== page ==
Editor’s Note: This is the third entry in the Second Project Series. You can read the second post here. This series explores an often undiscussed moment in professionalization: the shift from the research you began as a graduate student to the new work undertaken as an early- or mid-career scholar. This series is especially interested in personal journeys and institutional features that enabled or constrained this transition. If you are interested in contributing, please contact Lisa.
Monday afternoons at least a dozen students and I gather to work on a collaborative ethnographic project. Some weeks we meet around a long, boardroom style table where we discuss article outlines, literature reviews, and “findings” crafted by our team members. Other weeks we organize around a handful of circular tables where small working groups tackle different pieces of the project—analyzing quantitative data using SPSS, creating GIS maps, coding qualitative survey questions, or co-writing a white paper, which we hope to have ready by the end of the year. About a third of these students have worked on the project since September 2014, when we conducted a door-to door survey across three Philadelphia neighborhoods. Others have joined the team along the way, interested in learning social science research on an active project. Many more, who worked on the first leg or two of the project, have since graduated. Most have stayed in touch and a few continue to collaborate with our group in some way, as professionals in nonprofits or community-based organizations, and also as graduate students in PhD and Master’s programs elsewhere. Among our group there is a real sense of community built around engaged interdisciplinary research focused on environmental health; this sense has been cultivated pedagogically through research design.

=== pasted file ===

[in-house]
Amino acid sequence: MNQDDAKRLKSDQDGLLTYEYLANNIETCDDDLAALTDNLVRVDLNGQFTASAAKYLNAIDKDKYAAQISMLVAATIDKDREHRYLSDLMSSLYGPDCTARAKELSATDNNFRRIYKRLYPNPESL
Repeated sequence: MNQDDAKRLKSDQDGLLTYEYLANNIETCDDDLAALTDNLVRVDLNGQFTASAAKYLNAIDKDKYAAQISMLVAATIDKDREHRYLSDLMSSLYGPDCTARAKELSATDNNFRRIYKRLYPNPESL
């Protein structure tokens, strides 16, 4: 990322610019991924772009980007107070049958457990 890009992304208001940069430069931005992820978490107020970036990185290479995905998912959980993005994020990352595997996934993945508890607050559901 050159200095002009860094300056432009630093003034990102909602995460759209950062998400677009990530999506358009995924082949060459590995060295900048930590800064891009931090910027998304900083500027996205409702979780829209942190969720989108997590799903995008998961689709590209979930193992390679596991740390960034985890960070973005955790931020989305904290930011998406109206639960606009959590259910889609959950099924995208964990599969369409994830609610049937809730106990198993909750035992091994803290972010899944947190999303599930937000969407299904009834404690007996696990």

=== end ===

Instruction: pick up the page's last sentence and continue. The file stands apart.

Across academic contexts, teaching and research are treated separately, and are often pitted against each other. Research, we are told, comes first and teaching, second. To me, the outcomes of such division are ethically problematic. I also believe this division misrepresents our intellectual lives and scholarship. My second project is as much about addressing this misrepresentation as it is environmental health, technoscience, and urban landscapes. There is no question in my mind that teaching research, and collaborating with students has made me a better scholar.
My work at Drexel began with a project titled “Mapping Perceptions of Environmental Health Risk,” which was funded by a seed grant from Drexel’s Social Science Council. This particular round of grants supported interdisciplinary collaboration within and beyond the College of Arts and Sciences; my co-PIs are based in public health (Igor Burstyn, an associate professor of environmental and occupational health in Drexel’s School of Public Health, and John Lee, Community and Environmental Health Director at Clean Air Council). Our project investigates how people perceive and get information about everyday environmental hazards; we look specifically at how urban redevelopment and gentrification shape perceptions and political capacity by comparing experiences in different neighborhoods in one of Philadelphia’s late industrial planning districts. The bulk of our data was collected over a 12-week period where students canvassed three zip codes and knocked on more than 3,330 doors. By design, the “Mapping Perceptions” project could not have happened without our student research team.